The PBS NewsHour, like so many newscasts, has had to significantly revamp its production process in light of the Covid-19 pandemic.
Before the Covid-19 pandemic wreaked havoc on everyday life, NewsHour usually had more than 150 people in its newsroom, studio and control room daily. While utilizing home studios (which each of the newscast’s correspondents and regular guests has) and limited field reporting, NewsHour says it anticipates around two dozen people in its control room and studio for Election Day special programming.
We caught up with WETA svp and PBS NewsHour executive producer Sara Just, who is producing presidential election night for the public broadcaster, this week and she gave us the rundown on what NewsHour will deliver to the masses on Nov. 3, as well as how her team is adapting to Covid-19.
TVNewser: What can we expect from PBS NewsHour Election Day coverage that we didn’t see in 2016?
Just: Overall, our team has grown since 2016—and we are working even more closely with the vast network of over 330 PBS stations around the country to bring their reporting into our national coverage and to share our graphic and video assets with them to support their coverage of races in their communities. These public media reporters know their communities best and throughout the night, in addition to our national reporters and analysts, we will be turning to them for insights.
Additionally, we have been working to unite our broadcast and digital work to maximize efficiencies in our newsroom and expand the audience who consumes our journalism. The election is one important part of that. We are launching what we are calling our “Graphics Hub” that will create graphics for all social media, digital and broadcast platforms together. Whether you watch us on your PBS station or YouTube or follow us on Twitter or Instagram—you are getting the same great content and design.
To what extent has Covid changed how you’re covering the big night?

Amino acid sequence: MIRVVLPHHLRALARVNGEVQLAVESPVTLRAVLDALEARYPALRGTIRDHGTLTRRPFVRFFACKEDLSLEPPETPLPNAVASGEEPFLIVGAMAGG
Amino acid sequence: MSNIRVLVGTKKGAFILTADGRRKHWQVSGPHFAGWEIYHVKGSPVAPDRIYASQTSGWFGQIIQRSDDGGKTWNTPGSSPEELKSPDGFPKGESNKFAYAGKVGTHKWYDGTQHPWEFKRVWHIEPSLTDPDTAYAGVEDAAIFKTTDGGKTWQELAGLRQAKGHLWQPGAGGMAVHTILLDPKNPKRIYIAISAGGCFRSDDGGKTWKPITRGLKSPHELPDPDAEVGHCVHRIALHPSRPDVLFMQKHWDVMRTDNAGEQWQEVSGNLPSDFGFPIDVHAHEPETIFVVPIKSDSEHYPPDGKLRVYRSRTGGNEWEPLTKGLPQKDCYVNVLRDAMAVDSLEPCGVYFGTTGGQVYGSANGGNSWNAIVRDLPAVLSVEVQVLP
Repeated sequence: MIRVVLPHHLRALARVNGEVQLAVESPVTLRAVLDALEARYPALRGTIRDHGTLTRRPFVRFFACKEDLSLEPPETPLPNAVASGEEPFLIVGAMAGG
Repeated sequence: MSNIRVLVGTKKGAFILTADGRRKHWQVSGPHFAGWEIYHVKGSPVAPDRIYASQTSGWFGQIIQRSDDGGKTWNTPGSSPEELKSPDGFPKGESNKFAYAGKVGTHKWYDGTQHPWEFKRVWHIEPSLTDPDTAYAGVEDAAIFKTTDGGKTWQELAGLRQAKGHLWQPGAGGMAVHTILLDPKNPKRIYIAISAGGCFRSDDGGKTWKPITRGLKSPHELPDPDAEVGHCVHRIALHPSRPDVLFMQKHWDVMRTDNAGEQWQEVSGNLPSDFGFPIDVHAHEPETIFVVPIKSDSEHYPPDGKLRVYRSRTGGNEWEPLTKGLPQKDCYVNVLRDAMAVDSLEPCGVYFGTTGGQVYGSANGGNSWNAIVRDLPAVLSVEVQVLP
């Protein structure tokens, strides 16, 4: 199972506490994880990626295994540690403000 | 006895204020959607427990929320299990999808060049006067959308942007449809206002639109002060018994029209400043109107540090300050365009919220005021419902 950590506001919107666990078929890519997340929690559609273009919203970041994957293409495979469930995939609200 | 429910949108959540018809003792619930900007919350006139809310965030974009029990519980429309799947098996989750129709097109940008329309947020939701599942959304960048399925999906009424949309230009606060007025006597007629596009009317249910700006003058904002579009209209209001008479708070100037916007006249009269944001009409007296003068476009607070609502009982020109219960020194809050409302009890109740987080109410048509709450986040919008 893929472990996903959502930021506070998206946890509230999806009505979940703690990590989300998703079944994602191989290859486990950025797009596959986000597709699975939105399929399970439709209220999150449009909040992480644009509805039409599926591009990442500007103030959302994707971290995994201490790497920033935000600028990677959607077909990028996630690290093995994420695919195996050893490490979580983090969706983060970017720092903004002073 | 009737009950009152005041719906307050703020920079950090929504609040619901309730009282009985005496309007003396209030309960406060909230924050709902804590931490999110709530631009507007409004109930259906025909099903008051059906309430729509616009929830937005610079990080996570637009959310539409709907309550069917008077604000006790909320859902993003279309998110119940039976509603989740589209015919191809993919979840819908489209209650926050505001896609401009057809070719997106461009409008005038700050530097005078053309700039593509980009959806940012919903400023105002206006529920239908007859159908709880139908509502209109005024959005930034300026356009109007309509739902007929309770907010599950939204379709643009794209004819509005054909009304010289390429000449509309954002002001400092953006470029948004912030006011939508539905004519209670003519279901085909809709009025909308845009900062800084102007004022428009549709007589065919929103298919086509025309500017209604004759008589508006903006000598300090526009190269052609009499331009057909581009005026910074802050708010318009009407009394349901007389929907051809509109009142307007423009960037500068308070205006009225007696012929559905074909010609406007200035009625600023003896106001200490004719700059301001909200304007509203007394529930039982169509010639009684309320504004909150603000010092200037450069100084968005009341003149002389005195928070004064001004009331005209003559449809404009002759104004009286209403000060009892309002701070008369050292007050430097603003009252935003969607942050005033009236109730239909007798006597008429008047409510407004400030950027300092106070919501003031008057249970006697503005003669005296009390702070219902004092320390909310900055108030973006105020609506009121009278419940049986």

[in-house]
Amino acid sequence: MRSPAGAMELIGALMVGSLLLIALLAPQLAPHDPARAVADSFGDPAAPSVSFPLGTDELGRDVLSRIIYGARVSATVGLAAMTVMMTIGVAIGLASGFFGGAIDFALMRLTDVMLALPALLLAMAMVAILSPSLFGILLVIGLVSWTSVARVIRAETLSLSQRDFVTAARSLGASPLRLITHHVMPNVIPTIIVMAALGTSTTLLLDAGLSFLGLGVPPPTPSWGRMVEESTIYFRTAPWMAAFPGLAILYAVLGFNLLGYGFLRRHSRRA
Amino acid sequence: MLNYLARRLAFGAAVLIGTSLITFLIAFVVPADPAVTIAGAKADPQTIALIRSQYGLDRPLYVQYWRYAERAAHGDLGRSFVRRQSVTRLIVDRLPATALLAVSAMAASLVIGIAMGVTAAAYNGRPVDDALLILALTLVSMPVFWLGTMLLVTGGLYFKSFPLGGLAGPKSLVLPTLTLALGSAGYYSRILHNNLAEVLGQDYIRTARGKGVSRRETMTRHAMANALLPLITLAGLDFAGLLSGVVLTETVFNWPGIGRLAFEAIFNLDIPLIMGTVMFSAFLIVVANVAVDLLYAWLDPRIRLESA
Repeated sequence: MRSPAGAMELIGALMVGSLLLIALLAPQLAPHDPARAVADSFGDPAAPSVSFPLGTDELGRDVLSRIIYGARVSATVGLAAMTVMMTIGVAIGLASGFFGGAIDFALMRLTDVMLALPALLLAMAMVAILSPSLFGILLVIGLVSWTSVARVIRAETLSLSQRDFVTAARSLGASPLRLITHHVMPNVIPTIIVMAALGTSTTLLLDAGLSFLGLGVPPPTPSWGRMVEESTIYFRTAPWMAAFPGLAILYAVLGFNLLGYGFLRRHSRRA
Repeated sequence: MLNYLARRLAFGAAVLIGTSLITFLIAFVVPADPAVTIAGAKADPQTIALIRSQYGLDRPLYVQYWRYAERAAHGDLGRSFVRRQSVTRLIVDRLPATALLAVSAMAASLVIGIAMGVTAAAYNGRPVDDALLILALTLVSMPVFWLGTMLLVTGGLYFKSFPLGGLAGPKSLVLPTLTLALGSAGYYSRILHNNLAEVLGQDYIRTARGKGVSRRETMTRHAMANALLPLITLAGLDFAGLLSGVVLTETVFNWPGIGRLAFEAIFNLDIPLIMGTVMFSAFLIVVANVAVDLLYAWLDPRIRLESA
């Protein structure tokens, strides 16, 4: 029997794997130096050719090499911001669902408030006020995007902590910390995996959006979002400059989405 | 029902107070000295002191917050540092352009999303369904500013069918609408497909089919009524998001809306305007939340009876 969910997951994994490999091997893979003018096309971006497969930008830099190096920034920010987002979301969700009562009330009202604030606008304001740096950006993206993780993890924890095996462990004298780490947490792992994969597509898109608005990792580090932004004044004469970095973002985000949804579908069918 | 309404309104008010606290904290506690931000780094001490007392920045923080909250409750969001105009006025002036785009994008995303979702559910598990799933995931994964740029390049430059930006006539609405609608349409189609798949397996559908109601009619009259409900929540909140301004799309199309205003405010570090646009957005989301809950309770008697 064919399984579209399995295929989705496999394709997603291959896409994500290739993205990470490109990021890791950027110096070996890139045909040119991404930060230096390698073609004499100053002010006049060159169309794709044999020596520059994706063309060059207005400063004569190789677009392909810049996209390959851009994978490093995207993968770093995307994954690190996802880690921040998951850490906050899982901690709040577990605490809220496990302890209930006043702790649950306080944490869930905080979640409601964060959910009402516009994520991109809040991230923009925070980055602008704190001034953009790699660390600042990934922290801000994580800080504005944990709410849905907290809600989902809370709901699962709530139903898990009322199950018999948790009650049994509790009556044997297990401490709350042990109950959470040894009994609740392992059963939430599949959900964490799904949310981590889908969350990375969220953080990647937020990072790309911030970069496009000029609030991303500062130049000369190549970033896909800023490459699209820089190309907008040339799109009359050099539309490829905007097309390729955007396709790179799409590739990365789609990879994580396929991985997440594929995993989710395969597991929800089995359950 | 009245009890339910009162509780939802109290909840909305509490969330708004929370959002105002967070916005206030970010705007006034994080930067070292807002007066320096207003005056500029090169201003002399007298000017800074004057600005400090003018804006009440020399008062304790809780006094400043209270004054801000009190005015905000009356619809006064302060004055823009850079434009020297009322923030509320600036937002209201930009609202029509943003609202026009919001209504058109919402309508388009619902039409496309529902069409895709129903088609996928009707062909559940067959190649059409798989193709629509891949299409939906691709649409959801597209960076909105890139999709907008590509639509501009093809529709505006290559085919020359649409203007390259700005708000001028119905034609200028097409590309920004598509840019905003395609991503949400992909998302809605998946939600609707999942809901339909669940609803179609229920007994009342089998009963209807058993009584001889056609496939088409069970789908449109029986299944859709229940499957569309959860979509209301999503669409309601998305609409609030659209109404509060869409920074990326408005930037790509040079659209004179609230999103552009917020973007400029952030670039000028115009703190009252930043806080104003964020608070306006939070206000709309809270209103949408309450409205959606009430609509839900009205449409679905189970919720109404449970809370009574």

Covid-19 has significantly changed how we are doing all of our work these days, with some 90% of our team working from home since March. For November 3, we will have a slightly bigger team in the studio—it is, of course, our most complicated production of the year. But our top priority remains safety and we are taking every precaution possible. Almost all of our reporters and analysts will be outside of the studio that night, joining us from homes and other locations around the country.
How have you determined what you want to do in person versus remote?
Our main priority is safety. On election night, just like every other assignment, we are evaluating what is gained from being in the studio and what is lost by being outside of the studio and balancing that calculus against the risks. Because we have so many remote guests and incoming feeds, we decided we need to have our anchor, Judy Woodruff, in studio, along with our senior national correspondent Amna Nawaz and political correspondent Lisa Desjardins, where they can interact with the large graphic wall we will be using.
Our regular political contributor Amy Walter will also be with us in studio analyzing it all. Everyone else will be in the field or joining from home.
This year’s election may not be decided on Nov. 3, or even Nov. 4. Do you have coverage plans set if this goes on for longer than usual, and if so, what are they?
As of now, we’re slated to stay on broadcast until at least 2 a.m. ET/ 11 p.m. PT on Nov. 4, but it may likely be later. We will stay on the air as long as we feel the story can be advanced. If at some point in the night, there is no imminent decision on the major questions of the night, we will sign off from broadcast and redirect viewers to our online coverage.
We will be back the next day with PBS NewsHour and, if needed, will return if another prime-time special is warranted that week. Those decisions will be driven by events.